fot. Clay Gilliland, flickr, CC 2.0

A pearl of Italian modernism in… Africa. The city of Asmara in Eritrea

The Italian town of Asmara is tucked away in the heart of Eritrea. In fact, we are talking about the capital of this African country. A capital that was once the centre of the Italian colonial empire in this part of the continent. The Italians left behind many impressive modernist buildings. Today, Eritrea’s borders are closed and the totalitarian regime has effectively shut itself off from the world.

Asmara is located in the heart of Eritrea, at an altitude of 2340m. Before the arrival of the Italians, it was an old Ethiopian town. Asmara’s former buildings resembled more a village than a city. Italian colonisers arrived in Asmara in 1885 and initiated rapid development. The railway began to be built and the small town slowly became an important stop on the route. The town’s buildings underwent a radical change in the 1930s. Mussolini’s fascist rule actively encouraged Italians to move to Eritrea. The campaign was successful, and by 1939, Asmara, with a population of 98,000, was home to more than 53,000 Italians. The construction of modernist townhouses, villas, cinemas and infrastructure quickly began.

Of particular note is the Fiat Tagliero building. Designed by an Italian architect, this petrol station and vehicle inspection station is a pearl of futurism in Eritrea. The building consists of a tall tower that housed the shop and winged distributor canopies. The station is meant to resemble an aeroplane, so architect Giuseppe Pettazzi designed the roof to look like wings without supports.

The city is full of interesting buildings. There are modernist cinemas and cafés. There is a wide variety of modernist style. The Impero cinema, for example, is characterised by Art Deco, while other cinemas have Futurism and Modernism. A large neo-Romanesque church was also built in the city. The building looks like it was taken straight out of Lombardy. Italian and Ethiopian Jews established the only synagogue in the country. In addition, the largest mosque in the country was built. The cultural sphere was also developed in the city. A theatre and museums were established, and Asmara became a key point in the Christmas car rally through the Italian colonies.

“Little Rome”

Mussolini referred to Asmara as “Little Rome”. The Duce sent hundreds of architects and engineers to Asmara to create a modern utopia. An orderly and functional city was built. The Italians introduced a consistent order of buildings and… a consistent segregation of inhabitants. It is true that rigour was only tightened during the war, but the level of racism, oppression and segregation in Eritrea was one of the highest in the world. Indigenous people were not allowed to walk the main streets, and arrests and unfounded sentences became a daily occurrence. The few Jews who had come to Asmara only a few decades earlier also fell victim to the fascists. It is worth noting that Italian fascism was not initially an anti-Semitic ideology, and that the hatred of Jews was born after Mussolini’s closer contacts with Hitler. Therefore, such strong oppression fell suddenly on the inhabitants of the Italian colonies.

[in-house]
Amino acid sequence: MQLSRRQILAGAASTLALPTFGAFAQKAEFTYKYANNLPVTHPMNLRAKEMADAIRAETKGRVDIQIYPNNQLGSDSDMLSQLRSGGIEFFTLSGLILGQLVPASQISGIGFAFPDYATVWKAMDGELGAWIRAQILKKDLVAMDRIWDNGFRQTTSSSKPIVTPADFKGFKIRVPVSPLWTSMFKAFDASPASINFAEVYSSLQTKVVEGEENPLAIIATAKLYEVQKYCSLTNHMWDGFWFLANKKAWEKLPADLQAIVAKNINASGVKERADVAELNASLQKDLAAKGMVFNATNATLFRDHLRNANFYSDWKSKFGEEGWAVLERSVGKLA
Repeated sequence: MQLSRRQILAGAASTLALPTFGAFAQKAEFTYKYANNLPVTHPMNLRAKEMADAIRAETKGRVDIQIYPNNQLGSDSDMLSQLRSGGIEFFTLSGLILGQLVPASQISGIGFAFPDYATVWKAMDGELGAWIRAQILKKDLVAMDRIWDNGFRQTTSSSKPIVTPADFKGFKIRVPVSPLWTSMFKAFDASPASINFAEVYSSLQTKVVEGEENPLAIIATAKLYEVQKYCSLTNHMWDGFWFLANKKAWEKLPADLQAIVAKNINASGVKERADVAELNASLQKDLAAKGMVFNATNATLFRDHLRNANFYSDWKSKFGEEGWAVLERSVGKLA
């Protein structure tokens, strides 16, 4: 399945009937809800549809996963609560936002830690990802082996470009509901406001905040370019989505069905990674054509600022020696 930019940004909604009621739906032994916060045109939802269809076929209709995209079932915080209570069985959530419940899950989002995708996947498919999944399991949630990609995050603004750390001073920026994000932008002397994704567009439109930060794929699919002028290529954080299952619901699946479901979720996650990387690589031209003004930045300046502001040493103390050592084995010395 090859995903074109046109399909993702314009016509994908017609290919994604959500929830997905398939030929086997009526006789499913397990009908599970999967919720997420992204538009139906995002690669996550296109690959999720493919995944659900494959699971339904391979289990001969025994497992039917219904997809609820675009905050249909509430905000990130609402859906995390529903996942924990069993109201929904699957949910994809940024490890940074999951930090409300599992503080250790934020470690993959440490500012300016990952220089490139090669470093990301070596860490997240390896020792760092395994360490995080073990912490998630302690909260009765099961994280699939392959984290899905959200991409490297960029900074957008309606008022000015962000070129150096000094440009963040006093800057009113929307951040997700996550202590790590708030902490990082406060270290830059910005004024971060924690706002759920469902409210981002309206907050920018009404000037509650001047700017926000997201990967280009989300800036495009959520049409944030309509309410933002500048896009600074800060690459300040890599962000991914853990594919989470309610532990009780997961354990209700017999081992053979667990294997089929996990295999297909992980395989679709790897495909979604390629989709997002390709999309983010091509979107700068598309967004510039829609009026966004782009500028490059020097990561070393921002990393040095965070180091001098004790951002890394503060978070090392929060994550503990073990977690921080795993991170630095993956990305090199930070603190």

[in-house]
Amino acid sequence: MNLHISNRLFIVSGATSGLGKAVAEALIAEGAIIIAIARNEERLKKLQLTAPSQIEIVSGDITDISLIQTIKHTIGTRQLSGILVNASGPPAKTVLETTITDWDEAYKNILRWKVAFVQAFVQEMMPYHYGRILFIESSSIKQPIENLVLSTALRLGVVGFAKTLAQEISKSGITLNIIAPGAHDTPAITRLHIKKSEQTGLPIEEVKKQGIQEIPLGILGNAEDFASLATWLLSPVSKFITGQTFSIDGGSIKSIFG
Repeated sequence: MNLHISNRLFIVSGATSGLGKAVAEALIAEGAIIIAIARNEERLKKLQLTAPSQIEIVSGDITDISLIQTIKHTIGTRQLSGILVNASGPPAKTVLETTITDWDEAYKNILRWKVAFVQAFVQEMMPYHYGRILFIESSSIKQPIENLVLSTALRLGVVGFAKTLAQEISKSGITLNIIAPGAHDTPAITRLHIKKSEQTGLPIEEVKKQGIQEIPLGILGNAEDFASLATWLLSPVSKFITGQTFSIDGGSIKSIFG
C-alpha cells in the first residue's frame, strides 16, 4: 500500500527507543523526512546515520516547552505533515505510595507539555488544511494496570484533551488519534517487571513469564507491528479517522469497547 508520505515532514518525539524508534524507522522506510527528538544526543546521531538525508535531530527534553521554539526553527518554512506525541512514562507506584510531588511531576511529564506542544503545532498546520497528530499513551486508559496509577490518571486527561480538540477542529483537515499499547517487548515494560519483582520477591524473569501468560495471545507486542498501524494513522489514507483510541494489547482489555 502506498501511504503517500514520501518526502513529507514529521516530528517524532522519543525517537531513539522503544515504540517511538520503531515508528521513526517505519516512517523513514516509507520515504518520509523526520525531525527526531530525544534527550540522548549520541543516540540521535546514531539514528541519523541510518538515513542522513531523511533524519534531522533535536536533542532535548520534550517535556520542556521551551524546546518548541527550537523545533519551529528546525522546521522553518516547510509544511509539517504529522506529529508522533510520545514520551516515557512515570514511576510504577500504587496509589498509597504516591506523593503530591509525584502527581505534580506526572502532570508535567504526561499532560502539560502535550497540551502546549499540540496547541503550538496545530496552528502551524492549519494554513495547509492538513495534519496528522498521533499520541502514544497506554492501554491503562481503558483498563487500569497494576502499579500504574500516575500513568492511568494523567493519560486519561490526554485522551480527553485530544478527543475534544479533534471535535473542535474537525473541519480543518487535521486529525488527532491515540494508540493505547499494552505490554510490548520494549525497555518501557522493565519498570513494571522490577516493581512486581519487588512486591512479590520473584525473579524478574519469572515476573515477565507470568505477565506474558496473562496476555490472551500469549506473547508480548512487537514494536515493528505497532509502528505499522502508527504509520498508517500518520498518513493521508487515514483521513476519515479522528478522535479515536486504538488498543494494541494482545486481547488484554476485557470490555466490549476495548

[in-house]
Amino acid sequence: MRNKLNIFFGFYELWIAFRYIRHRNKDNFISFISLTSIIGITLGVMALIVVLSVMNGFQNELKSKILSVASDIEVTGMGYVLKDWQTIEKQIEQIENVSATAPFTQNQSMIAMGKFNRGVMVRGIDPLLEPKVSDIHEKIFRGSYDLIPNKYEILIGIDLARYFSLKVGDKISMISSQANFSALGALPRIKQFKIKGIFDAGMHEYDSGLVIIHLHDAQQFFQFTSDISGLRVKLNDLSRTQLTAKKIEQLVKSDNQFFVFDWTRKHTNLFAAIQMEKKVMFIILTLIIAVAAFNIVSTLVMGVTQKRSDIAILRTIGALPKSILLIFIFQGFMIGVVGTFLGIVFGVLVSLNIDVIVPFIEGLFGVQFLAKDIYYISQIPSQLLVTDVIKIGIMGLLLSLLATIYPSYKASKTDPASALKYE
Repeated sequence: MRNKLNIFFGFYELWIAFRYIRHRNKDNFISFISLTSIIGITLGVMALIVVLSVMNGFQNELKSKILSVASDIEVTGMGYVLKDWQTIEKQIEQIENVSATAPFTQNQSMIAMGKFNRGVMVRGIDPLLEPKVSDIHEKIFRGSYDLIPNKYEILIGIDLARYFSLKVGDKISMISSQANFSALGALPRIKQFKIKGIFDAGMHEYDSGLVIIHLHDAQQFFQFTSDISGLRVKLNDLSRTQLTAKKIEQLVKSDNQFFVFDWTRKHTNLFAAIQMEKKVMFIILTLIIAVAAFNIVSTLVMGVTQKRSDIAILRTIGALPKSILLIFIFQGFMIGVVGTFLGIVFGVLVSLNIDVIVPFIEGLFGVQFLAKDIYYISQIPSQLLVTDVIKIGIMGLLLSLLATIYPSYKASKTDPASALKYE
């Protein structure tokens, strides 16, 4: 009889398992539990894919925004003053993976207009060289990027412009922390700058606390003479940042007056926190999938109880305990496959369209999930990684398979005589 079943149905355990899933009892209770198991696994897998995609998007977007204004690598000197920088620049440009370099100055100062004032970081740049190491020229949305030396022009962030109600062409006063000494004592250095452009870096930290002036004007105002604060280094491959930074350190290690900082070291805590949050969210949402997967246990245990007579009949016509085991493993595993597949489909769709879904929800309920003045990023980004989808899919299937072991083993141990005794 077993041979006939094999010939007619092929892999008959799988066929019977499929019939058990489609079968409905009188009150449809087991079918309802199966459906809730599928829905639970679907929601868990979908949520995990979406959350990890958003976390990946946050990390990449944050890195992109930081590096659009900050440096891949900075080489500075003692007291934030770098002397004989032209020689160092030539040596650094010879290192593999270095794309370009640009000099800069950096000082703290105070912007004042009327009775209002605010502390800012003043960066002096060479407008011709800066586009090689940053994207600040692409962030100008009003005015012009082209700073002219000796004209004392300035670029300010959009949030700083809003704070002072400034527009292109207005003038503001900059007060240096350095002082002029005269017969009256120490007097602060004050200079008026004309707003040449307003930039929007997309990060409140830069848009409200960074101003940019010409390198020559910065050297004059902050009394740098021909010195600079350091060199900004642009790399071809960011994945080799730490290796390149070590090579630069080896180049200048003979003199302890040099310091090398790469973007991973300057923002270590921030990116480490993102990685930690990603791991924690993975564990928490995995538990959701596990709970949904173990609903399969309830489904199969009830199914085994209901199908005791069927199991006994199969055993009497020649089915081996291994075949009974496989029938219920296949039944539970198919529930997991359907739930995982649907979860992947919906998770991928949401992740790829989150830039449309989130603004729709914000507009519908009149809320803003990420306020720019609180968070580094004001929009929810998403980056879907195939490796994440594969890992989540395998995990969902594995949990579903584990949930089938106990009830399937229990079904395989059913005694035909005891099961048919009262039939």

photo by David Stanley, flickr, CC 2.0

For a better understanding of the Italian history of Asmara, it is necessary to look at the brief history of the Italian colonies. Italians and Germans were late to the colonial race. Both countries went through their own unification processes only in the second half of the nineteenth century. However, Germany, thanks to its diplomacy and military-economic strength, quickly began to catch up with the European powers in Africa. The Italians began to establish their spheres of influence in the north of the continent, but without much success. With difficulty, they managed to seize Libya, Somalia and just Eritrea. The plan for East Africa concerned the conquest of Ethiopia. Italy’s defeat in this operation humiliated the country for years to come. In the end, Ethiopia was conquered, but only under Mussolini, in 1936. This is how Italian East Africa was created, which disintegrated after the Second World War.

Italy in lockdown

The post-war fate of the people of Asmara was not very colourful. Eritrea became part of Ethiopia. Later, as a result of devastating wars, it gained independence. The dictatorship of successive leaders increasingly plunged the country. Today, Eritrea is a totalitarian and closed state. The inhabitants are treated in an inhumane manner and the foreign press often refers to Eritrea as ‘North Korea in Africa’. However, despite the city’s turbulent history, its buildings have survived in very good condition. The targets of oppression were the people, not the buildings. This is why the Italian city remains a relic of a bygone era, trapped in Africa.

Even now, it does not have the crowding that prevails in many African cities. The character of ‘Little Rome’ is still present. Asmara’s cultural heritage was inscribed on the UNESCO World Heritage List in 2017. It is the only Eritrean site on this list. The state, in cooperation with the European Union, is trying to restore the deteriorating buildings, despite the fragile economic situation.

Source: The Guardian

Also read: Architecture | Interesting facts | City | Modernism | Italy | Africa | whiteMAD on Instagram

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